Businesses facing disagreement may be able to preserve their commercial relationships by using alternative dispute resolution methods.
A successful business enterprise does not exist in a vacuum. To serve customers and make a profit, a commercial concern must rely on and cultivate professional relationships with other businesses to function in the marketplace. Ultimately, those relationships, whether needed for supplies, outsourcing, services or other business needs, can impact the bottom line and have real commercial value.
Despite best efforts, business-to-business disputes will arise in every industry and in companies of any size. The problem then looms large: how can a business owner resolve a contract or other type of disagreement with another business without permanently hurting the commercial relationship, which might be crucially important and need to be maintained.
At this point, a seasoned business attorney can help the business make a wise decision about how to proceed. Should a lawsuit be filed or is it likely the other party will sue? Business litigation is expensive and certainly harmful to any ongoing relationship that may be better preserved. An option that should be carefully considered is that of alternative dispute resolution, known as ADR.
Alternative dispute resolution
ADR is the resolution of a conflict by means other than resorting to litigation and includes mediation, arbitration and informal negotiation. These alternatives to the lawsuit can often be cheaper, allow for creative solutions, increase privacy, keep control of the process in the hands of the disputing parties and avoid the adversarial nature of court proceedings, thereby raising the chance of preserving and even strengthening the commercial relationship going forward.
After all, the resolution of almost every conflict involves some type of compromise.
Mediation is the employment of a neutral third party specially trained in conflict resolution, negotiation and communication techniques. The mediator works with the parties individually and together to try to find a compromise that each party can accept. When a professional mediator combines his or her conflict-solving skills with strong understanding of the particular industry at issue, he or she can bring considerable assistance to commercial parties at odds, but still negotiating, over a legal issue.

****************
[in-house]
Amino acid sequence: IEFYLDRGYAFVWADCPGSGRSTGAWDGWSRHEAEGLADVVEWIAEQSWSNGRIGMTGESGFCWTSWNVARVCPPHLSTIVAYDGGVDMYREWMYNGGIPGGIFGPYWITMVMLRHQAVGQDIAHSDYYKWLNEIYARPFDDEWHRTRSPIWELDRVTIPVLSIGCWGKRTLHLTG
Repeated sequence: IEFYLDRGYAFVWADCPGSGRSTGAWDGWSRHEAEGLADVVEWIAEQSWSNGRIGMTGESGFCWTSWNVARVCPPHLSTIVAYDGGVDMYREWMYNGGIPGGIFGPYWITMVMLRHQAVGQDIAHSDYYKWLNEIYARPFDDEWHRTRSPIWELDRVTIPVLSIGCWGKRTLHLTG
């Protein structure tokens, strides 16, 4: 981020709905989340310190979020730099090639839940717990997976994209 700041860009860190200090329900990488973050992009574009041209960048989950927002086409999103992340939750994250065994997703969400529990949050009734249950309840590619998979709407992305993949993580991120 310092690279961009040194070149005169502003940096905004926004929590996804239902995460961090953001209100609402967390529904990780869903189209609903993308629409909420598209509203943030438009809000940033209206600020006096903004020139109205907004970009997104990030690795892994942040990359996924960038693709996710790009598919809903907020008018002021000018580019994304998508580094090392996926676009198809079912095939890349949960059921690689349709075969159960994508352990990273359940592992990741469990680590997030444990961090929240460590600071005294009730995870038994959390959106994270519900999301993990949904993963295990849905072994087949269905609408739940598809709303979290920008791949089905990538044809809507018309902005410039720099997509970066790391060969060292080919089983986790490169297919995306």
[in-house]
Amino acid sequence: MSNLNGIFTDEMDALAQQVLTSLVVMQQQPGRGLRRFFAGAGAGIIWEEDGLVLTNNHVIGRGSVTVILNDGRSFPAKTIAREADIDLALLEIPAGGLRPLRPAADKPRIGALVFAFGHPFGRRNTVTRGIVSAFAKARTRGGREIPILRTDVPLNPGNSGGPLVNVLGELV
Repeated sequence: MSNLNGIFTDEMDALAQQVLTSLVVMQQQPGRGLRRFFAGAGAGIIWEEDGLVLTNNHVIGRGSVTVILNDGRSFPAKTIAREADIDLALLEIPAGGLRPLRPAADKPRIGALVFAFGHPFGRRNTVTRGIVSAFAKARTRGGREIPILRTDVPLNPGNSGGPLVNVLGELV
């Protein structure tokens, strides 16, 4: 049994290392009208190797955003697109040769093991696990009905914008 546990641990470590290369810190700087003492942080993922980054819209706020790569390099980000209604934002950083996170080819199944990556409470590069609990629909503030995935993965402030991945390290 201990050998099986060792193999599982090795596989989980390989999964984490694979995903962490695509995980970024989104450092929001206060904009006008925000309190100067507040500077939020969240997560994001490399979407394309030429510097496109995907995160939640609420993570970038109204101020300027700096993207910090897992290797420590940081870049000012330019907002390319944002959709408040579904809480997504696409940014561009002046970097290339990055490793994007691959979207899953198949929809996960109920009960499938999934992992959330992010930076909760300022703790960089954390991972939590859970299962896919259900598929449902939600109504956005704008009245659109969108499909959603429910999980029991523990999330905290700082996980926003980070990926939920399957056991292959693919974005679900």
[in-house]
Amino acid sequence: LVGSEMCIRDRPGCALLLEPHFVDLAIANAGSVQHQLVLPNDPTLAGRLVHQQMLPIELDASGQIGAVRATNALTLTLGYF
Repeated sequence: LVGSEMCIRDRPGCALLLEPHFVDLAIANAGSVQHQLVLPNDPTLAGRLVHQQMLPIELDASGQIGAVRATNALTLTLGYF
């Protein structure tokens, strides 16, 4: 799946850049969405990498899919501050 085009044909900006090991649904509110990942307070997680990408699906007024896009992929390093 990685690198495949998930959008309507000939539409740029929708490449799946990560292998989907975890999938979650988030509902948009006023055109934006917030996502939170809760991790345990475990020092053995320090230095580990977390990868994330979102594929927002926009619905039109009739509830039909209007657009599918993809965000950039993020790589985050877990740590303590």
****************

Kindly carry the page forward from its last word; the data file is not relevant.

Arbitration involves a neutral party or panel of neutral persons who make a binding decision in a dispute after hearing from the involved parties and reviewing relevant evidence. Arbitration loosely resembles a trial-like situation, more so than mediation does.
An experienced commercial lawyer will provide to a business client advice that allows an informed and strategic decision about how to handle the dispute at hand. The various ADR methods should be considered, keeping an eye on the possibility that litigation could still be the preferred method, depending on the circumstances.
A business and its legal counsel facing a dispute can weigh the pros and cons of ADR options and litigation, including an analysis of the risks and potential benefits of each, with commercial goals and objectives in mind. Coming to an agreement using ADR provides at least a certain outcome, whereas nothing is guaranteed in court.
Keywords: ADR, alternative dispute resolution, arbitration, mediation, commerciall dispute